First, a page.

‘Australian comics have been around for decades. But it has been in waves and visibility has always been a problem. I’ve been in it long enough to see several waves come and go,’ says Bruce Mutard, who has been making comics in Melbourne for over 20 years. ‘This wave, I’ve been saying for a long time: it will stay. This has legs. What we’ve got now is the comics culture I always dreamed of.’ Mutard’s dreams involved comics being made and embraced by a diverse community, being in mainstream bookstores and libraries, considered by arts and funding bodies, studied in academia and included in literary and arts festivals. ‘All of that has come to pass,’ he says.
Still, being a comic book artist in Australia has its limitations. That’s why the annual Caravan of Comics has veered onto the scene, taking six Australian comic book artists on tour across the US and Canada. The artists include Mutard, Mirranda Burton, Scarlette Baccini, Gregory Mackay, Marijka Gooding and Dan Hayward. They’ll be heading to the Toronto Comic Arts Festival (a hub of independent comics that yields audiences of 10,000 to 12,000) and the International Comic Arts Forum. They’ll make appearances at leading publishers and will also be screening the film, Graphic Novels Melbourne. The Caravan (it’s metaphorical by the way) is supported by a grant from the Australian Council of the Arts, a crowd funding campaign and a wad of cash from each artist’s pocket.
While our comics-culture is at an all-time high, North America offers our artists an economy of scale not available here. ‘I personally know nearly everybody in [Australia] working on comics,’ says Mutard. By contrast the US/Canadian communities are far larger, with more opportunity. These are the countries to go to for a career in mainstream comics, and their indie scene holds similar potential. Describing just one of the hundreds of events held in these countries each year Mutard says, ‘It was a shock in many ways… You needed days and days to get through all that.’
The Caravan is in its second year with a near new line up of artists. There’s a lot goodwill and enthusiasm behind it but Mutard, and fellow Caravanee, Gooding, temper their expectations. ‘One of the interesting reports back from last year was that sales were a little underwhelming,’ says Mutard. ‘I’m not really expecting massive sales or making a name for myself overseas,’ Gooding says. ‘Just one person over in Canada owning my book would be a nice idea.’
‘It’s an exhibition in the old sense of the word – to expose, to show to make aware of,’ says Mutard. Face-time is driving this trip, which recognises that technology has its limits. ‘As much as the internet exists, [the chances of an international comics fan finding Australian comics] is like trying to pick one star out of the milky way in the sky,’ says Mutard. ‘You have to be interested and pointedly looking for Australian comics or otherwise you won’t find them.’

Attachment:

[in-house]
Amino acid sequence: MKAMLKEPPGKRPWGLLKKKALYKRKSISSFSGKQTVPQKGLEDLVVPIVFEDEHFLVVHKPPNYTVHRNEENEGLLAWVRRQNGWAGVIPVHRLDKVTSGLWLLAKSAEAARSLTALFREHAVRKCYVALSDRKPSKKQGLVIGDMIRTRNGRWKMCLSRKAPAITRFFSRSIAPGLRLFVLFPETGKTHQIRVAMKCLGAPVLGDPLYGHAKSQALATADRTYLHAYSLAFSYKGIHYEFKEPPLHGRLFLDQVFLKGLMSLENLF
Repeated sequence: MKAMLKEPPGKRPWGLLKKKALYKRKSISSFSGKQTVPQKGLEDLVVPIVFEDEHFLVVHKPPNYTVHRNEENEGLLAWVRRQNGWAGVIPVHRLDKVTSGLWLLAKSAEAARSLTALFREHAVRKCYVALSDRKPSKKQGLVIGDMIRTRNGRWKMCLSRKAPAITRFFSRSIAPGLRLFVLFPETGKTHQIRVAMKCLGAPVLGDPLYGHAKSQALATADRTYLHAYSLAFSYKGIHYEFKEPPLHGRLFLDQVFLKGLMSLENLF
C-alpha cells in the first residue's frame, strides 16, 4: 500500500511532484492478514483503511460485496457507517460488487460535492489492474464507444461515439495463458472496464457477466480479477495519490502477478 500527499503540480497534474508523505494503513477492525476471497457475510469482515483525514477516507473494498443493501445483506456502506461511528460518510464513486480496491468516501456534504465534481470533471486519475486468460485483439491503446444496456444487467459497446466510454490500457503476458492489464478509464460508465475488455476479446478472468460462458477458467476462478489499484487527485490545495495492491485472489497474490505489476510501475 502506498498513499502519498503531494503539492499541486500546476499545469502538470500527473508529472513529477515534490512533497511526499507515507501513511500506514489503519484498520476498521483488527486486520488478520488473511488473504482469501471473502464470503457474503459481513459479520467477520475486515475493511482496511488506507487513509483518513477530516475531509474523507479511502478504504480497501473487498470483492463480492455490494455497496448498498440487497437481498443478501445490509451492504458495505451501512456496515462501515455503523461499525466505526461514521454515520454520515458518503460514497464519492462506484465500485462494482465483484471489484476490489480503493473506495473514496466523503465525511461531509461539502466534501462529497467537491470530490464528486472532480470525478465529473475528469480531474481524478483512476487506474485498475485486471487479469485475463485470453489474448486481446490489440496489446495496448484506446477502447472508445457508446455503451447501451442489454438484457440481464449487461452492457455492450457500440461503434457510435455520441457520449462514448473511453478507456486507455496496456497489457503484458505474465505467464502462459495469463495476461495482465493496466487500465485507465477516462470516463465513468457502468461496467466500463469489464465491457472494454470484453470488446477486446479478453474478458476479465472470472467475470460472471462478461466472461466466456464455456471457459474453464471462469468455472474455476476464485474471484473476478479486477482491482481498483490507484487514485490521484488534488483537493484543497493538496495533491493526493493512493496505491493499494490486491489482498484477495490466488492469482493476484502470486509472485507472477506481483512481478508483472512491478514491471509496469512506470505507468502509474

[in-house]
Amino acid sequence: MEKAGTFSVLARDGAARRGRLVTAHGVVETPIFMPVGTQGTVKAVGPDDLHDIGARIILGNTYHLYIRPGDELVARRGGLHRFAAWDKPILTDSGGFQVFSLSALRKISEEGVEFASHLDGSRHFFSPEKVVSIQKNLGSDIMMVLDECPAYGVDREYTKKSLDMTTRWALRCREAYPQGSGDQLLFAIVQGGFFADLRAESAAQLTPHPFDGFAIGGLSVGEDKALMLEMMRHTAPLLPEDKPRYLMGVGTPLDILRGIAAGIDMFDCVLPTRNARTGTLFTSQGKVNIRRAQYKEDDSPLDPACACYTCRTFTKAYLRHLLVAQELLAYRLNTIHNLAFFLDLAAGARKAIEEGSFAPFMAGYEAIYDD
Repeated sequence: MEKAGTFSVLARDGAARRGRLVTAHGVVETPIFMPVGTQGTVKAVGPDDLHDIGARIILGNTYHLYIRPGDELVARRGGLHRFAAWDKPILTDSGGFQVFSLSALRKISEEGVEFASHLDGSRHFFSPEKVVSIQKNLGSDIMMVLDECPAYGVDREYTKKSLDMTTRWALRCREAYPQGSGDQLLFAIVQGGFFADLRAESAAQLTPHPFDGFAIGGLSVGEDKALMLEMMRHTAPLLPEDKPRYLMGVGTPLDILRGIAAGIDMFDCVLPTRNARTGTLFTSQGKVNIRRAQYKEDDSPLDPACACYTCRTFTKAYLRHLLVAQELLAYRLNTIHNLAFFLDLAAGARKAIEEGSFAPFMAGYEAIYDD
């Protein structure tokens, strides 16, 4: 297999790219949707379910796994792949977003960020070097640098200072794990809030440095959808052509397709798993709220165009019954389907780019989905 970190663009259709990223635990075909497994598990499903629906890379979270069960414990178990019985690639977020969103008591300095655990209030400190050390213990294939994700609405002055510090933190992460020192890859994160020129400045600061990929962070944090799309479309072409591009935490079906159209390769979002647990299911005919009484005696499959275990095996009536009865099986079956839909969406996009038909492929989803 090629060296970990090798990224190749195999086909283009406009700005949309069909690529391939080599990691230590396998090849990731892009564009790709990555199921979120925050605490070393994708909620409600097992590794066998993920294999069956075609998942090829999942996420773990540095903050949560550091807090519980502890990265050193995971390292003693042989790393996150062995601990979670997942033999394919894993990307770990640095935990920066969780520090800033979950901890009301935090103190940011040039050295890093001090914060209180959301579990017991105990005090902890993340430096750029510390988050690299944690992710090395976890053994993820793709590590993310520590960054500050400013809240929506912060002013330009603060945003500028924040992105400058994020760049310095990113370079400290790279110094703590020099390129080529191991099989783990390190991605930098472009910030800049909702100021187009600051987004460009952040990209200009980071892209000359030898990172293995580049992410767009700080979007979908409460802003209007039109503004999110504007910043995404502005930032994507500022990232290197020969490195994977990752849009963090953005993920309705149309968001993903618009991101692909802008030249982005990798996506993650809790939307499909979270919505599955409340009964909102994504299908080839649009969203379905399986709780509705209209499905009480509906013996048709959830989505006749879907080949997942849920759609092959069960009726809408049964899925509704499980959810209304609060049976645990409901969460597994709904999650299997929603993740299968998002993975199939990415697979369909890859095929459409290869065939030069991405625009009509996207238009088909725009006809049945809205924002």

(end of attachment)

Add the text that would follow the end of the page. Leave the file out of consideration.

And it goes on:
At the events, our Caravanees hope to meet other artists (including indie heroes like the Hernandez Brothers) and swap their work. ‘That will be one of the best things about it,’ says Mutard who is quick to eliminate any fan-ish elements. ‘I think our material’s certainly on a par with theirs so we should be able to talk to them and meet them as peers.’
At in-store appearances for leading publishers Drawn and Quarterly, and Fantagraphics the Australians are the only focus (and the reason for the events). Mutard believes this is an important aspect of profile-raising. ‘Audiences like a human touch – the sense that there’s somebody there.’ But this will be among the challenges for newcomers like Gooding, ‘I am still slowly trying to get over the idea of talking about myself. It’s really hard. I’m the first person to tell someone when I think I’ve done something stupid. I make fun of myself quite a bit,’ she says. ‘You’ll be good at it by the time we finish the tour,’ Mutard replies.
Although our own culture has begun embracing comics, Mutard believes that finding international audiences is central to the development of Australian artists. That’s why he encourages younger artists (like Gooding) to participate in the Caravan, which he hopes will be a year-on-year event. ‘[Pursuing an international audience] is still the only sure way you can get through if you’re good enough. There’s no getting around that.’
Pepi Ronalds is a Killings columnist. She has been published in Meanjin, Open Manifesto, A List Apart and more. Her blog, Future of Long Form was an Emerging Blog for the 2012 Melbourne Writers Festival. She’s on Twitter and Facebook, and has a website: pepironalds.com.